the risk of preterm delivery (46). Twin pregnancies
complicated by a fetus with a major anomaly will,
on average, be delivered two weeks earlier than
other twin pregnancies, resulting in a lower birth
weight and associated risks of prematurity for the
unaffected twin. Therefore selective termination
should be included in the management options in
cases of non-lethal, major anomalies in one twin.
The failure of the initial attempts at performing
selective termination may have been due to the fact
that they were performed in MZ twins with a
shared placenta. In such cases the death of one
fetus results in exsanguination of the remaining
fetus. Currently selective termination in MC twins
292 L. Sperling and A. Tabor
can be achieved by umbilical cord ligation under
ultrasound guidance or by ﬁber-optic fetoscopy
(47). Obviously selective termination for DC twins
has a better chance of succeeding, and has been
shown to be technically successful in virtually
100% of cases (48). In DC pregnancies the beneﬁts
expected from selective termination should be
weighed against the potential risk of the procedure
concerning the unaffected twin (49). Selective ter-
mination can be done by several methods, intra-
cardiac or intrafunic injection of KCl appears to
cause a lower miscarriage rate (8.3%) than air em-
bolization (41.7%) (48).
In 1994 a collaborative report from 9 centers on
169 twins (48) showed that the gestational age at
the time of the procedure correlated positively with
loss rate and inversely with gestation at delivery.
In fact when the procedure was performed before
16 weeks 5.4% of the pregnancies were lost, while
14.4% of the pregnancies were lost when the pro-
cedure was performed after 17 weeks. In 1999 a
larger collaborative report, partly from the same
centers (50), presented data on 345 selective ter-
minations in twins from 8 centers. The spon-
taneous abortion rate before 24 weeks was 7.0%
and 80% of all viable deliveries occurred after 33
weeks. There was no longer any correlation be-
Fig. 2. Cumulative fetal loss rates in monochorionic (solid line)
and dichorionic (dashed line) twin pregnancies, from week 12
of gestation (With permission) (52).
C Acta Obstet Gynecol Scand 80 (2001)
tween the gestational age at the time of the pro-
cedure and the loss rate, nor with the gestational
age at delivery.
It thus seems that, with increasing experience,
there has been a plateauing of risks and ﬂattening
of the gestational age curve. This underlines the
importance of centralizing these procedures. Early
prenatal diagnosis may still be optimal, however,
to ensure the correct diagnosis of chorionicity
without which selective termination cannot be
Miscarriage and perinatal mortality
In a large registry study, which could not distin-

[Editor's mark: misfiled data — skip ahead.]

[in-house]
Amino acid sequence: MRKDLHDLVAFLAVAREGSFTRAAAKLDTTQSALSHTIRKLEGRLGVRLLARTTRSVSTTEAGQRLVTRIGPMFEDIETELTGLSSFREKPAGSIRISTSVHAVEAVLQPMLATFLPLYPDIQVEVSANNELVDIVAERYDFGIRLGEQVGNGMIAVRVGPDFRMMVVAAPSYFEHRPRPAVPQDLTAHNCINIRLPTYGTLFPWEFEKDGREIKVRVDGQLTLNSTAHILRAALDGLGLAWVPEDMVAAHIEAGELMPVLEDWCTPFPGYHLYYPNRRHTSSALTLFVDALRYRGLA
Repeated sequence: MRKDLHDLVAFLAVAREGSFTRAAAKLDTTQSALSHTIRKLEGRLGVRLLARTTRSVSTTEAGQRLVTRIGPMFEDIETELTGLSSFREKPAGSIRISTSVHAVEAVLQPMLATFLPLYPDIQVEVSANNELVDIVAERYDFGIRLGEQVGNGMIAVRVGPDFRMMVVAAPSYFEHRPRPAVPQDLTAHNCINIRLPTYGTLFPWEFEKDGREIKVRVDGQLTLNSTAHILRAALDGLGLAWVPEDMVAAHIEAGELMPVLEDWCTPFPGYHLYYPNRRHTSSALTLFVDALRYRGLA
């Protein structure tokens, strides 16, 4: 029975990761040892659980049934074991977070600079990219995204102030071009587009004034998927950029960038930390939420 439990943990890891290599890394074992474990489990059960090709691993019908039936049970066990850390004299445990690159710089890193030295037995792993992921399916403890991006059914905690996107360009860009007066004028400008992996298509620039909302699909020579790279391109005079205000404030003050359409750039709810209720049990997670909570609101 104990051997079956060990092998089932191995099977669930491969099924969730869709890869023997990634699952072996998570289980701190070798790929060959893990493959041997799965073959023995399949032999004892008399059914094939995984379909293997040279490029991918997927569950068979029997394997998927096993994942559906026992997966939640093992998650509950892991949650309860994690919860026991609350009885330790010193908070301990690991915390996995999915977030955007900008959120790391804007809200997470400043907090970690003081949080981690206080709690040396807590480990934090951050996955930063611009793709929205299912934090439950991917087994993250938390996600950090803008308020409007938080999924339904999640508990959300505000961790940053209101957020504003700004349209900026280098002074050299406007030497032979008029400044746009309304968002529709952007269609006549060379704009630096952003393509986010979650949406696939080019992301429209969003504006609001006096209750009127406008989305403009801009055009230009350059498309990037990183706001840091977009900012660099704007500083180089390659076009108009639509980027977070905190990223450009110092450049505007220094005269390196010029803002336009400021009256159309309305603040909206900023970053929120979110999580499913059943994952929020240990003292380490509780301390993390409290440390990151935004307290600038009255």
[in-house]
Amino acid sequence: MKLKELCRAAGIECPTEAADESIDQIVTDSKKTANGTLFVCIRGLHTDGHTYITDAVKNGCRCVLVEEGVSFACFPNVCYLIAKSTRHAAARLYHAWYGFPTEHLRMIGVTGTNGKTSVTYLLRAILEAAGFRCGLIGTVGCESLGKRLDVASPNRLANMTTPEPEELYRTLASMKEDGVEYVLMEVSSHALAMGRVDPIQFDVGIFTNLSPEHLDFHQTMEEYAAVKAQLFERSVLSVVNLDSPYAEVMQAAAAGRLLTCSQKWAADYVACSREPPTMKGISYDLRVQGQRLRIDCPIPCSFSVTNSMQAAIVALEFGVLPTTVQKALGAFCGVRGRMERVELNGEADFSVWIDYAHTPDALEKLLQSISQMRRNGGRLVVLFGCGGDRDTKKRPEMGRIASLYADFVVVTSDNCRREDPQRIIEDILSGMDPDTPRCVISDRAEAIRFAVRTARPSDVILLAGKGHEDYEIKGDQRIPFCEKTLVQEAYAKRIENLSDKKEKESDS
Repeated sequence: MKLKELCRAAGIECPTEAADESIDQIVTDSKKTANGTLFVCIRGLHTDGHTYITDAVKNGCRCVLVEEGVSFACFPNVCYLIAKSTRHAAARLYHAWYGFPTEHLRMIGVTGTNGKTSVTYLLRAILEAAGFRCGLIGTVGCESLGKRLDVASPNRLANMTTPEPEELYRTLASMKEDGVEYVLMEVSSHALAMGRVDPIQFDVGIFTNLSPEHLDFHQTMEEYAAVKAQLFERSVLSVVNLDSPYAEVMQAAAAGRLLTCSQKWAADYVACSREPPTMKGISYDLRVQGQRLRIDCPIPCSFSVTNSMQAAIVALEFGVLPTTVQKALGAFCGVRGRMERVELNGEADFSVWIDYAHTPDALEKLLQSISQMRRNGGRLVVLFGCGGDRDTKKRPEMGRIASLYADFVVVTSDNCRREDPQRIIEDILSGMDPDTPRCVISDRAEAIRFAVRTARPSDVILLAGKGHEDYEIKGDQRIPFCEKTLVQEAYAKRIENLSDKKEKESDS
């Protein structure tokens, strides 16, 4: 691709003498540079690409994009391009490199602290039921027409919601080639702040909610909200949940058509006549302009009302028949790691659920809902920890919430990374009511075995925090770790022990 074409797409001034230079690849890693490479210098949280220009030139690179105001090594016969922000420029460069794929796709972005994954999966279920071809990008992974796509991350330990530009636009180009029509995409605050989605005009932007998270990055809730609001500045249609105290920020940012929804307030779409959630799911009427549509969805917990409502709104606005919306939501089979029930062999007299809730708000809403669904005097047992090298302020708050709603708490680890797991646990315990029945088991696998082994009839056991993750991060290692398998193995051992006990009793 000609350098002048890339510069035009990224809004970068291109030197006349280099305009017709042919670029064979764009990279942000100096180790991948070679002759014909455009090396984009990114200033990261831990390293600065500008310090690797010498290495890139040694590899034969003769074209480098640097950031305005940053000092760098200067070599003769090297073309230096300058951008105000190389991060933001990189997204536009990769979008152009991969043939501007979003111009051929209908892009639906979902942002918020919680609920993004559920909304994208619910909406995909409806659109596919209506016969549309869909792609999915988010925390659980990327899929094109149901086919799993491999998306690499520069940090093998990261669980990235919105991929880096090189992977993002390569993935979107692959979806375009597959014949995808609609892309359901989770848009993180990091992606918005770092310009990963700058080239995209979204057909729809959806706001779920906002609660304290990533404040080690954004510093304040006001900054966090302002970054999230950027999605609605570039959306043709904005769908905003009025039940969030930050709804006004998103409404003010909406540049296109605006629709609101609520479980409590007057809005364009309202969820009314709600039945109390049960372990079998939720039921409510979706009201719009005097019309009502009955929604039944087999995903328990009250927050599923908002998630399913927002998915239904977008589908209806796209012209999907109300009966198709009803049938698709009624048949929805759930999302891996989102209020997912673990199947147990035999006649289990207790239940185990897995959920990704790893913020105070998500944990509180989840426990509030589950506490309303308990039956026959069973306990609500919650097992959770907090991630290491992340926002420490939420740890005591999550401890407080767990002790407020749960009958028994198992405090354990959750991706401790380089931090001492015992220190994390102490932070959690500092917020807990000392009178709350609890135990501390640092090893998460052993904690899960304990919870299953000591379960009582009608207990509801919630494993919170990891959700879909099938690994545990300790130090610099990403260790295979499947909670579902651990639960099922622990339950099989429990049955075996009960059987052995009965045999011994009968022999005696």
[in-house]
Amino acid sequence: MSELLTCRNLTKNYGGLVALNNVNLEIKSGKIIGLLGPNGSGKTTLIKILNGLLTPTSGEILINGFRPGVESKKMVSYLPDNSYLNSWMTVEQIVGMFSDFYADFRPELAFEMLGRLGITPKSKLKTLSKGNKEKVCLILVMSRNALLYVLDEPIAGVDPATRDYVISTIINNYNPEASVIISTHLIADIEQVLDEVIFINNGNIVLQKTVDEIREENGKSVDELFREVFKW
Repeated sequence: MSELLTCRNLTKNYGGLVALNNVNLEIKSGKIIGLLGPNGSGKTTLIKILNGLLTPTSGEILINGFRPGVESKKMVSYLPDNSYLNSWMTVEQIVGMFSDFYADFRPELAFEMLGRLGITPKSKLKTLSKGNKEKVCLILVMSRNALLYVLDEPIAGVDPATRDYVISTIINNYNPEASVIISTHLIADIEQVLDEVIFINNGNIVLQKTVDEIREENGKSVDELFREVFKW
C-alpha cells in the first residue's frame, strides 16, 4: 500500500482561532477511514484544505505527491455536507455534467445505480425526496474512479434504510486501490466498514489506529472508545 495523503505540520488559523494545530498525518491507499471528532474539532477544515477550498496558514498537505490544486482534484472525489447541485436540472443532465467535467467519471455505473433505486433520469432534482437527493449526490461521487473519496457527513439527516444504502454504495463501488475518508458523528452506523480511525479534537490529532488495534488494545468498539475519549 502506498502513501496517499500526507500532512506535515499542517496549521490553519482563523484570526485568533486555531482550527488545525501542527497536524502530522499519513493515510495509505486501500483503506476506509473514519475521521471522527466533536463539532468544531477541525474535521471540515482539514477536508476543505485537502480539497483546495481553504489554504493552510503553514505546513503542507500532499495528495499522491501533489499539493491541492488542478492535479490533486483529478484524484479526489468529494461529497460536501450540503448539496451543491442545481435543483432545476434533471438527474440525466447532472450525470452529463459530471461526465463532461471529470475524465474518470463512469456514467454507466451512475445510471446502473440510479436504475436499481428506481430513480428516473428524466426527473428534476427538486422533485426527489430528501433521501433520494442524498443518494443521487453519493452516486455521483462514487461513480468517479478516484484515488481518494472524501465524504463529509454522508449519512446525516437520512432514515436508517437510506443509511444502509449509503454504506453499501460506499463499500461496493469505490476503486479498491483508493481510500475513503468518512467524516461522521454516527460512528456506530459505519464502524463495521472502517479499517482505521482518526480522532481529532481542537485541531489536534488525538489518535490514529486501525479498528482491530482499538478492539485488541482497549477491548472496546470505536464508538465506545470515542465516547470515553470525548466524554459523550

guish between DC and MC pregnancies, the peri-
natal mortality rate was 5–6% higher in twins than
in singletons (51). Perinatal statistics will, however,
underestimate the contribution of MC placen-
tation to fetal death, since the highest mortality
rate in MC pregnancies is before 24 weeks (Fig. 2).
In a prospective study (52), at least one fetal loss
occurred before 24 weeks of gestation in 12.7% of
the 102 MC and 2.5% of the 365 DC pregnancies,
and there was at least one perinatal loss after 24
weeks in 4.9% of MC and 2.8% of DC pregnancies.
This study conﬁrms that the miscarriage rate, as
well as the perinatal mortality, is higher in twins
than in singletons, and especially among MC
Preterm delivery is the major cause of mortality
and morbidity in twin pregnancies. In a large Cali-
fornian multicenter study the preterm delivery rate
(Ͻ32 weeks) was 15–17% among 432 twin preg-
nancies as compared to 1–2% in 33,451 singleton
pregnancies. Furthermore, although only 2.6% of
the fetuses were twins, they accounted for 9.5% of
all stillbirths, 15.4% of all neonatal deaths and
12.2% of all perinatal deaths (53).
There is some evidence that sonographic assess-
ment of the cervix can predict singleton pregnan-
cies at high risk of preterm delivery. Iams et al.
conducted (54) a multicenter study measuring cer-
vical length at 24 and 28 weeks gestation in 2915
unselected women. The relative risk of preterm de-
livery increased with decreasing length of the cer-
vix. The sensitivity of the test does, however, ap-
pear to be lower in symptom-free low-risk patients
than in patients with symptoms of preterm labor
In 215 twin pregnancies assessed in week 23 (56)
the risk of preterm delivery increased exponen-
tially with decreasing cervical length, just as in
singletons (54, 57). Two studies have tried to ﬁnd
Twin pregnancy 293
the optimal cut-off in cervical length. In 85 women
with twin pregnancies, the positive predictive value
of a cervical length greater than 35 mm at 24–26
weeks for delivery at term was 97%. A cervical
length of Æ25 mm, however, only identiﬁed 31%
of those who delivered preterm at or before 33
weeks (58). Similarly Goldenberg and co-workers
(59) found that the speciﬁcity for preterm delivery
of a cervical length Ͻ25 mm in week 23 was 86%
in 147 twin pregnancies, while the sensitivity was
54%. When the ultrasound scan was done in week
27 the sensitivity increased to 63%, but the speci-
ﬁcity decreased to 69%. A single transvaginal ex-
amination at 23–26 weeks thus seems able to iden-
tify most twin gestations at low risk of preterm
birth. However, the most important issue is to be